China announced yesterday it had made a breakthrough in excavating natural gas hydrate, the so-called "flammable ice", which is believed to be a potential natural energy source.
Zhang Hongtao, deputy director-general of China Geological Survey (CGS), said gas hydrate samples were successfully collected from the northern part of the South China Sea last month.
China is the fourth country after the United States, Japan and India to make such a technological achievement.
Zhang said the development was expected to ease the country's dependence on oil and coal.
Initial estimates indicate the potential volume of gas hydrates around continental slopes in the area exceeds 100 million tons of oil equivalent, Zhang said. The samples were collected from two different stations in the Shenhu (Magic Fox) continental slope on May 1 and May 15, he said.
Nicknamed "flammable ice", gas hydrates are crystalline solids, which occur when water molecules form a cage-like structure around smaller "guest molecules" of methane, ethane, carbon dioxide and other substances.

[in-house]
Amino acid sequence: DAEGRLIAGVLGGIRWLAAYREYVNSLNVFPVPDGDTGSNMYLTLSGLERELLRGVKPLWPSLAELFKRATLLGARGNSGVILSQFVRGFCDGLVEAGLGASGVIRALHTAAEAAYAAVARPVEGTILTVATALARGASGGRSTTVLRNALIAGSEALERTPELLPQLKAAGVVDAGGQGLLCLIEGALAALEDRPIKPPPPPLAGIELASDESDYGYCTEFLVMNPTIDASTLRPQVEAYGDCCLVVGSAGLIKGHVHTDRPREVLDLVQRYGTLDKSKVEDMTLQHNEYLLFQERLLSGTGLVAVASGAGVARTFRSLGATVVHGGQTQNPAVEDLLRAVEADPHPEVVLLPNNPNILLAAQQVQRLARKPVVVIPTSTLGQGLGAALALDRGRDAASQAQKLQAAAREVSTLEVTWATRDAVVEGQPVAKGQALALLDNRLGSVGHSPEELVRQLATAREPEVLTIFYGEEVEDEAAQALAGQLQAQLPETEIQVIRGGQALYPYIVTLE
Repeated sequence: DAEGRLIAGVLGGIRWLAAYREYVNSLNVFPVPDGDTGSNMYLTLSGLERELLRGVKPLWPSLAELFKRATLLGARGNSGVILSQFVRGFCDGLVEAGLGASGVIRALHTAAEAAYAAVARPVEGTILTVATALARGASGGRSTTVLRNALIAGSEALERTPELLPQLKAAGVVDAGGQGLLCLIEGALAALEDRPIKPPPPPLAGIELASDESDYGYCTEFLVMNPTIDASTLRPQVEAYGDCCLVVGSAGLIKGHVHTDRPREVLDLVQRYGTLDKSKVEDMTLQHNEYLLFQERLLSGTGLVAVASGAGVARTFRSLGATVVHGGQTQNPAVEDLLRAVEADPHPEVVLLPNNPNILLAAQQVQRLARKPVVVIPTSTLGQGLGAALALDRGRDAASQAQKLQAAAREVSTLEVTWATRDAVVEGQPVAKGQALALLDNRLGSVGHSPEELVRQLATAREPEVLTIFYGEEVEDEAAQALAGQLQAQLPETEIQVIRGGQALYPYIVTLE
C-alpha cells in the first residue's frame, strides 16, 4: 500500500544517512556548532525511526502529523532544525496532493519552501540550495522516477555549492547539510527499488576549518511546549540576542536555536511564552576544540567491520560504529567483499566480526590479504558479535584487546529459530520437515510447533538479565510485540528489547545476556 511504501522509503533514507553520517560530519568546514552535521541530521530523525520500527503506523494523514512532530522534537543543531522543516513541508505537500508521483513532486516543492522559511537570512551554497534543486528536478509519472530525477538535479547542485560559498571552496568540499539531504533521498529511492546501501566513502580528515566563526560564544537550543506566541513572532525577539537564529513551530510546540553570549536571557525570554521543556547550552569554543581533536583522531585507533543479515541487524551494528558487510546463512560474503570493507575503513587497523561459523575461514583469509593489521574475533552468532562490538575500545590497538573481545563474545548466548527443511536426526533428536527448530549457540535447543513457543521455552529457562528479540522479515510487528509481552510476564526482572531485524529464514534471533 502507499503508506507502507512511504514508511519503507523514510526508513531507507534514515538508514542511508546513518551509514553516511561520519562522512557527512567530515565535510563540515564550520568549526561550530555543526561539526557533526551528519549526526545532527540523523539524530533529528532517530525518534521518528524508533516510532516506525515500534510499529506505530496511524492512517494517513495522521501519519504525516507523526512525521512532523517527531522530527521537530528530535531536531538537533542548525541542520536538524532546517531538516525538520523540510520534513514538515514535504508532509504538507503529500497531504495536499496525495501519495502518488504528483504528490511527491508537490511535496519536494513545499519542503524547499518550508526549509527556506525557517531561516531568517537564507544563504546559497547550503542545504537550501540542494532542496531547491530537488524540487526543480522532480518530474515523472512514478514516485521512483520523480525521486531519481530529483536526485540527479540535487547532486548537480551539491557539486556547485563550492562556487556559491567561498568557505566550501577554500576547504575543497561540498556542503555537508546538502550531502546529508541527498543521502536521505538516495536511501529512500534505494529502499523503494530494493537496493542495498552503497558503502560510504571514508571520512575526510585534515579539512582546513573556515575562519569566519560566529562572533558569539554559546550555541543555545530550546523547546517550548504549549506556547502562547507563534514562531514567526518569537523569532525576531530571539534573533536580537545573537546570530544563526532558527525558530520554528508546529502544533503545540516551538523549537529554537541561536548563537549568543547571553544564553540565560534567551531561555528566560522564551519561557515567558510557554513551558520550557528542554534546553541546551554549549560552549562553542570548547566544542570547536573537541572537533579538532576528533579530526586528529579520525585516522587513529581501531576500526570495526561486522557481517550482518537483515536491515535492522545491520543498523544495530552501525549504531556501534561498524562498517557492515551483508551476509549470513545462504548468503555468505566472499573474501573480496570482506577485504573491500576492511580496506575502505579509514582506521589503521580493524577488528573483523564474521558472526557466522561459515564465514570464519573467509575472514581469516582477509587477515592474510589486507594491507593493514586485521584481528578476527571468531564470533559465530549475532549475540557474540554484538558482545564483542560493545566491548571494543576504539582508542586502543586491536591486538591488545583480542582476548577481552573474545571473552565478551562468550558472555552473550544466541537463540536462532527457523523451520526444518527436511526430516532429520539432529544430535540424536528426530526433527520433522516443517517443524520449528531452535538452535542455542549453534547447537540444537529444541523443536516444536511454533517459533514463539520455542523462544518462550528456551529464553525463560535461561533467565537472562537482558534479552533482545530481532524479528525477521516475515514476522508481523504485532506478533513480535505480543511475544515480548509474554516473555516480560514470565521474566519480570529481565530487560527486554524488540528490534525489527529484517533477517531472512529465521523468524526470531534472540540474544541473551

Stable only at low temperatures and/or high pressures, gas hydrates are extremely fragile, and mainly exist either in the seafloor or below tundra at high latitudes.
The resource has become a hotspot of international research in recent decades, as scientists believe gas hydrates are a perfect alternative fuel resource to oil and gas.
Every cu m of gas hydrates could release 164 cu m of gas. Globally, the amount of organic carbon within all gas hydrate accumulations roughly doubles the volume of all known coal, oil and natural gas reserves, which will be used up in about 70 years, Zhang said.
China's research into alternative energy sources is still in its initial stages, a spokesperson with the Ministry of Land and Resources (MLR) said.
Since 1999, the ministry has spent 500 million yuan on gas hydrate research projects in the sea, including an unsuccessful joint attempt by Chinese and German geologists to recover gas hydrates in 2004, when thick carbonate crust produced from methane and water molecules smashed the detection equipment.
On the international stage, the US and Japan have already spent $1 billion and $600 million dollars, respectively, on relevant research.
While developing countries seek to begin utilizing the resource by 2015, Zhang said that even 2030 would be an optimistic guess for China.
China has been importing oil since 1993 and is now the world's second-largest oil importer after the US.
However, its proven oil reserves might last only 11 years if output volumes stabilize at the same level as in 2006 and no new reserves are found, the MLR said in March.
(China Daily June 6, 2007)